It is the distant future and planet Earth has been devastated by the Robot Wars. The survivors now live under a huge, protective dome on the Moon, but there is a threat headed their way, sent from the faraway planet Delta 3, which is where the vital anti-radiation drug Radic-Q-2 is harvested. That threat is a huge spaceship, piloted by a robot programmed to send it on a collision course with the dome. Dr Cabal (Barry Morse) recommends that the high performance spaceship Starstreaker be sent to combat it, but the leading Senator (John Ireland) of the colony disagrees. And then - it's too late as the ship smashes through the dome...
Star Wars had a lot to answer for. About this time, 1979 and a few years after, all those projects designed to cash in on the success of the blockbuster had been completed and were released to an unsuspecting public, so Disney gave us The Black Hole, the Italians gave us Starcrash, Roger Corman offered Battle Beyond the Stars and the Canadians, or more specifically producer Harry Alan Towers, had this to entertain us. Or not, as the case may have been, because what we had here was a film that made Saturday morning cartoons look like equivalents of richly plotted literature.
In fact, it may have worked better as an animated feature. Written by Martin Lager, and he may have been drinking his namesake while scripting this, it proudly proclaims itself to be H.G. Wells' The Shape of Things to Come, when the truth is that this has the barest minimum to do with the original nineteen thirties classic. A better title would have been H.G. Wells Had Nothing to do with This Film, or H.G. Wells Is Spinning in his Grave, for this is space opera devoid of any useful ideas or impressive inspiration, despite Cabal spouting guff about the limits of space being the limits of Mankind's imagination.
The film may feature a small collection of name actors, and they're not only obviously slumming, but they're not even the real stars. That distinction goes to Nicholas Campbell as Jason, Cabal's son, and Anne-Marie Martin under the name Eddie Benton as Kim, the Senator's daughter, although don't expect anything as interesting as a romance to strike up between them. It is Kim who reprograms the suicide bomber robot and Christens it Sparks, due to its habit of letting off minor explosions and not down to its musical proficiency, and it's Jason who pilots the Starstreaker under his father's orders.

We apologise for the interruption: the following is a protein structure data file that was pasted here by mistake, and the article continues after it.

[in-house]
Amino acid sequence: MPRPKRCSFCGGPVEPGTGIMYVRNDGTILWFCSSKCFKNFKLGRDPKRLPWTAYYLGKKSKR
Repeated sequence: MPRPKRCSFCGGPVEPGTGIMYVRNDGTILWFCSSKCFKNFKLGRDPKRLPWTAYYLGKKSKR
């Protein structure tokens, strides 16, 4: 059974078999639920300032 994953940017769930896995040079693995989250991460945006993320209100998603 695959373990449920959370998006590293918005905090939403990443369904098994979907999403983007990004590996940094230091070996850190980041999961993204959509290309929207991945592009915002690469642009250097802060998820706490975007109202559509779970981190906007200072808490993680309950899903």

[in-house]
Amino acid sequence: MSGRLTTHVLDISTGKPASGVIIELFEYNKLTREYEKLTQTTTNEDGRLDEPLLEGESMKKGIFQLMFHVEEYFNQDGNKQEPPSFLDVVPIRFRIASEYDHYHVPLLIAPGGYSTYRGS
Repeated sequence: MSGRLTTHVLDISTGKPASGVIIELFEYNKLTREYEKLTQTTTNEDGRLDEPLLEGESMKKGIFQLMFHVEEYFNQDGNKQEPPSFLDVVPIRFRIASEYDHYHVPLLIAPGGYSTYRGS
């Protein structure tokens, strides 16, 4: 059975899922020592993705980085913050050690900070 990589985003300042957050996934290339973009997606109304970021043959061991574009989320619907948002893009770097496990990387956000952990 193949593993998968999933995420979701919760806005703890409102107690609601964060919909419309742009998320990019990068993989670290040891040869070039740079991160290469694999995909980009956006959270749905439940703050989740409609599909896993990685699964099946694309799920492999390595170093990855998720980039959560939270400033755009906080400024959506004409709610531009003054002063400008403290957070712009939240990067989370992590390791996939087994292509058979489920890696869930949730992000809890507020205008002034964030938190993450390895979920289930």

Another thing you may be expecting is a good old-fashioned space battle, but as there's only three spacecraft (well, two models with one used twice) and they never fire a shot, you'll be let down badly. Every plot development is a needless diversion, from a visit to Earth (which looks remarkably healthy considering) to a trip through a light show that causes the camera to shake. What we really want to see is more of the baddie, An - sorry, Omus, played by Jack Palance, but he's hardly in it. The robots have all the grace and manoeuverability of wheelie bins, the effects are as basic as they could afford, and Paul Hoffert's music is quasi-inspirational disco sludge. If this sounds like a laugh riot, it's not, it's merely tiresome - a little intentionally camp humour might have helped, but you'll just have to provide your own.